In a new piece at Taki’s Magazine, Dalrymple revisits the two years he spent living and traveling in Africa, an experience partially described in his book Zanzibar to Timbuktu. He noted at the time an absence of any anger or hatred directed his way, but in view of all that has happened in many West African countries since that time, especially the rise of fundamentalist Islam, he wonders: Was he just being obtuse? What could have caused these changes? He hazards a guess:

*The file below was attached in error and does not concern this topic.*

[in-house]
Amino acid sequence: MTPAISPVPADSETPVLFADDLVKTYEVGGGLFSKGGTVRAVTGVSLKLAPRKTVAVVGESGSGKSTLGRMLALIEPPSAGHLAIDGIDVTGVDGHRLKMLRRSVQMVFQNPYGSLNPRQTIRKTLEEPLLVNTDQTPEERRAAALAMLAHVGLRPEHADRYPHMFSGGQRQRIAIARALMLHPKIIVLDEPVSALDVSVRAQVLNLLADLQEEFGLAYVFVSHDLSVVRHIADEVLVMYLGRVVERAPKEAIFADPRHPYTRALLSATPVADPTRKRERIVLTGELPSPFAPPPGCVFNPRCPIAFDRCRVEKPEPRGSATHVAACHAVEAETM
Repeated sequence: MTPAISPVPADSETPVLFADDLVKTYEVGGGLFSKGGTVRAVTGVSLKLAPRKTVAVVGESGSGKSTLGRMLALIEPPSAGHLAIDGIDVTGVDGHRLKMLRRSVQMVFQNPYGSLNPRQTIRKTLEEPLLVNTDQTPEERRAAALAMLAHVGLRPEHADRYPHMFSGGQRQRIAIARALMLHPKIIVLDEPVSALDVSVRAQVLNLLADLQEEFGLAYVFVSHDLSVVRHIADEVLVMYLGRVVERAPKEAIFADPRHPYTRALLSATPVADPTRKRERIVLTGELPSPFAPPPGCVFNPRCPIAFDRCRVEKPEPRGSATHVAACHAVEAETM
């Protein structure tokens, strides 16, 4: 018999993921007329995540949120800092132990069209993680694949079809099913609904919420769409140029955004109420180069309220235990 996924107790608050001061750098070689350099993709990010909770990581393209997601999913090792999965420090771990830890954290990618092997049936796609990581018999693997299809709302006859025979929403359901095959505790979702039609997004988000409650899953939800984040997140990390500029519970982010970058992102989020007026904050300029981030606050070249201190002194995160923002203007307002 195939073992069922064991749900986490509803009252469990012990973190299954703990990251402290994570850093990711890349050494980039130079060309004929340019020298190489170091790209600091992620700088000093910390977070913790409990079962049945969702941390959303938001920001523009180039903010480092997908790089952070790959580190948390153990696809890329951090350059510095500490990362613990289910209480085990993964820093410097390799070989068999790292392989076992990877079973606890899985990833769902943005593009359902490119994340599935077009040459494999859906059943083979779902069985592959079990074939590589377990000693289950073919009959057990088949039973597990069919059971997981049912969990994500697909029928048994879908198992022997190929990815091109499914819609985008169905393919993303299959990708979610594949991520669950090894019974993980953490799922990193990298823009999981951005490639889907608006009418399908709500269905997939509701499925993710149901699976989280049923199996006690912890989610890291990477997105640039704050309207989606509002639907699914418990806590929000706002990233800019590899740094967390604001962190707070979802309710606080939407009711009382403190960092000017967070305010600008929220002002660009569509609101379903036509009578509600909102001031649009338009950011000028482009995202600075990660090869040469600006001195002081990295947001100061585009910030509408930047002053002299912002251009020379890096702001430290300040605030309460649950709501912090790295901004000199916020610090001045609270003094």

With the downfall of the Soviet Union there was an ideological vacuum for people seeking a total explanation of their discontents, people who—thanks to the spread of semi-education—were probably more numerous, and therefore more desperate, than ever. The only alternative on hand, and one with much deeper roots than Marxism, was fundamentalist Islam. Islam rushes in where Marxism can no longer tread.